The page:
Vividly idiosyncratic with physical description as Chandler is, he's even more vivid with idiosyncratic character. Think of old Col. Sternwood and daughters in The Big Sleep. Here's Coover pushing Chandler much, much further.
Michiko was not always a suffocatingly perfumed bag of old painted bones. She had a certain enigmatic Eastern aura when she was younger and worked the snazzier joints. Before that, while she was still just a kid in schoolgirl clothes and white cotton panties (white panties used to be a big deal; you miss those times), she had been the moll of a notorious yakuza gangster who had his own portrait tattooed on the inside of her tender young thighs. Where he could keep an eye on things, he said. A rival gang leader kidnapped her and "blinded" the portrait with red splotches, and just for good measure added a mustache and blacked out two of the teeth before returning her to her lover. He also had his own hand, recognizable by its don't-fuck-with-me dragon tattoo on the back and the superhero code ring on his pinkie, tattooed over her plucked pubes, the middle finger disappearing between her lips. Her lover responded by sending her back to the rival with the dragon tattoo reduced to a simpering please-fuck-me position, the ring finger chopped to a bloody stub, signifying a humiliating three-knuckled yubizume, and the middle finger blackened as though torched by its impertinence. The lover also tattooed Michiko's ears with haikus celebrating the "black mist" of summer and winter's "ice-heart," which was a play on his own name, and inked the circles of a target on her buttocks around the bull's-eye anus with the phrase "You're next, asshole!" on the right cheek. The rival was not dismayed. ...
     And back and forth they go, gangster vs. gangster, re-tattooing and re-re-tattooing Michiko with escalating art and insult.

     But speaking of character, who is this Philip M. Noir anyway? The first clue if you haven't guessed is the first word of the novella: You. As in: "You are at the morgue." Philip M. has no more backstory than Philip Marlowe. Because you, the reader, are him, and him as projected voyeur -- you. You -- and he -- are, above all, style.

You consider your fate. It has a flophouse look about it. You take the folded handkerchief out of your lapel pocket and blow your nose in it. Fuck it, you think. You're getting too old for this shit. Back to the office. The sofa. A friendly bottle to suck. Sanctuary. You step out, step back again. Police car. Rolling through the watery street, light wheeling. But in dead silence. As if floating an inch or two above the puddles. No, that's right, can't go back to the office. Blue will have it staked out. What's that sonuvabitch up to anyway? Did he invent a body and send you off chasing phantoms, just to land you in trouble? Probably. But then what really happened to the widow? Or her remains? You wish you could talk to her again. She was afraid, seemed drawn to you. You were so slow to apprehend. Yet any move you made got you nowhere. And what does all of this have to do with Mr. Big?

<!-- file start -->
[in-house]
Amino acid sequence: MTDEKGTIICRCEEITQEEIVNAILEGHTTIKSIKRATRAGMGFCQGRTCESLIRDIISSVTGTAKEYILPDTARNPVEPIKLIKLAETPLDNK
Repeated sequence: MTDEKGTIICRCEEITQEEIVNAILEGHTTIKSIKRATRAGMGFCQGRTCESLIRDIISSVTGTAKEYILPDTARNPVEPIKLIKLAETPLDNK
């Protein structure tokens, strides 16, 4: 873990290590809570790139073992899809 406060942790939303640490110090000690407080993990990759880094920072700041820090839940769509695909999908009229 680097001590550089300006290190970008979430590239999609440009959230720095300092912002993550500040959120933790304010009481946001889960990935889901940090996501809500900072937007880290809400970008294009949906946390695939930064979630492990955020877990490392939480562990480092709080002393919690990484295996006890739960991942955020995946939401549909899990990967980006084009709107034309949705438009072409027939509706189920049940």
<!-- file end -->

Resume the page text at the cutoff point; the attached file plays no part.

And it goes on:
You get all that? Even you -- Phil M., that is -- is equally bewildered, and he's actually living this plot. Not to fret. "Dead's dead, no residue, all's as if it never was." But you could get used to it.
You are moving through pools of wet yellow light, surrounded by a velvety darkness as soft as black silk stockings, and it is not the light but the obscurity that is most alluring. The mystery of it. The streets are deserted and, as you turn into them, kissed by the drifting fog, they open up before you, the buildings seem to lean toward you. Stuttery neon signs wink at you overhead. Behind a steel chainlink fence in an empty playground, a child's swing creaks teasingly. Somewhere there's a melancholic sigh of escaping steam. It's beautiful to be walking down these lush wicked streets with the widow at your side, ...
     Oops! Have I said too much? Yes. No.
Where the hell have we just come from?


     Where indeed? Anywhere, nowhere. But one thing is inescapable.

You are at the morgue. The light is weird. Shadowless, but like a negative, as though the light itself were shadow turned inside out. The stiffs are out of sight, temporarily archived in drawers like meaty data, chilled to their own bloodless temperature. Their stories have not ended, only their own readings of them. In your line of work, this is not a place where things end so much as a place where they begin.